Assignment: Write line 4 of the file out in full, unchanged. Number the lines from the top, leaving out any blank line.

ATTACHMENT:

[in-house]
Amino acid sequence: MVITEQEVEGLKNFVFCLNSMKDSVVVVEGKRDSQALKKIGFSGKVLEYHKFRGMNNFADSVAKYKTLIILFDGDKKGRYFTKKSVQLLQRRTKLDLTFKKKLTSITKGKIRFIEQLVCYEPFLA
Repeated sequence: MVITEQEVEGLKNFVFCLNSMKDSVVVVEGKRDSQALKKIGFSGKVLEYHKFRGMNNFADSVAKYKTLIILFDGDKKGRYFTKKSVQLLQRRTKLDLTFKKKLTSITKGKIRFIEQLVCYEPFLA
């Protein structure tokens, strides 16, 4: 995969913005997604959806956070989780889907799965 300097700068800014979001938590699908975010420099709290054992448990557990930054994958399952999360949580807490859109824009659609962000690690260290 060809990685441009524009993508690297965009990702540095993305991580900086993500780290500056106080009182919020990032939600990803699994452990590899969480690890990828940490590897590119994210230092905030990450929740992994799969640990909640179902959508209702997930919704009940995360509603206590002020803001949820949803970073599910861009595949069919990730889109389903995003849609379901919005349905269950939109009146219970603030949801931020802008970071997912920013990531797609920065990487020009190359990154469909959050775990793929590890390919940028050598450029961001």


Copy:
């Protein structure tokens, strides 16, 4: 995969913005997604959806956070989780889907799965 300097700068800014979001938590699908975010420099709290054992448990557990930054994958399952999360949580807490859109824009659609962000690690260290 060809990685441009524009993508690297965009990702540095993305991580900086993500780290500056106080009182919020990032939600990803699994452990590899969480690890990828940490590897590119994210230092905030990450929740992994799969640990909640179902959508209702997930919704009940995360509603206590002020803001949820949803970073599910861009595949069919990730889109389903995003849609379901919005349905269950939109009146219970603030949801931020802008970071997912920013990531797609920065990487020009190359990154469909959050775990793929590890390919940028050598450029961001």